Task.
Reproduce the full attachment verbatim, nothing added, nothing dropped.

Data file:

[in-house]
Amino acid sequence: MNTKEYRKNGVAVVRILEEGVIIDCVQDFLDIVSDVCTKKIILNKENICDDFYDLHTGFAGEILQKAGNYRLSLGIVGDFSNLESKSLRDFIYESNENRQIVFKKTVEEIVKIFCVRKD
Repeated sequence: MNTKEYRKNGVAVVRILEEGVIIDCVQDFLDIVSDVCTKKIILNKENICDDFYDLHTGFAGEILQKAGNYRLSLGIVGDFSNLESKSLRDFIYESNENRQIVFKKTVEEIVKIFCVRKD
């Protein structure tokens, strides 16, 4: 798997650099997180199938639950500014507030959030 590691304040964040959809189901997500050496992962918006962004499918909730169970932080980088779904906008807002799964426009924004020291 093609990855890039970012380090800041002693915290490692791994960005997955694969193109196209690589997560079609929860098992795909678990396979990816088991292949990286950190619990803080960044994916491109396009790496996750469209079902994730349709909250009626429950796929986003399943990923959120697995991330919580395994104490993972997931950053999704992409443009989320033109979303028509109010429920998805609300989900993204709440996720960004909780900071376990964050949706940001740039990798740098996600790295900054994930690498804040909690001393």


[in-house]
Amino acid sequence: MNTKEYRKNGVAVVRILEEGVIIDCVQDFLDIVSDVCTKKIILNKENICDDFYDLHTGFAGEILQKAGNYRLSLGIVGDFSNLESKSLRDFIYESNENRQIVFKKTVEEIVKIFCVRKD
Repeated sequence: MNTKEYRKNGVAVVRILEEGVIIDCVQDFLDIVSDVCTKKIILNKENICDDFYDLHTGFAGEILQKAGNYRLSLGIVGDFSNLESKSLRDFIYESNENRQIVFKKTVEEIVKIFCVRKD
């Protein structure tokens, strides 16, 4: 798997650099997180199938639950500014507030959030 590691304040964040959809189901997500050496992962918006962004499918909730169970932080980088779904906008807002799964426009924004020291 093609990855890039970012380090800041002693915290490692791994960005997955694969193109196209690589997560079609929860098992795909678990396979990816088991292949990286950190619990803080960044994916491109396009790496996750469209079902994730349709909250009626429950796929986003399943990923959120697995991330919580395994104490993972997931950053999704992409443009989320033109979303028509109010429920998805609300989900993204709440996720960004909780900071376990964050949706940001740039990798740098996600790295900054994930690498804040909690001393």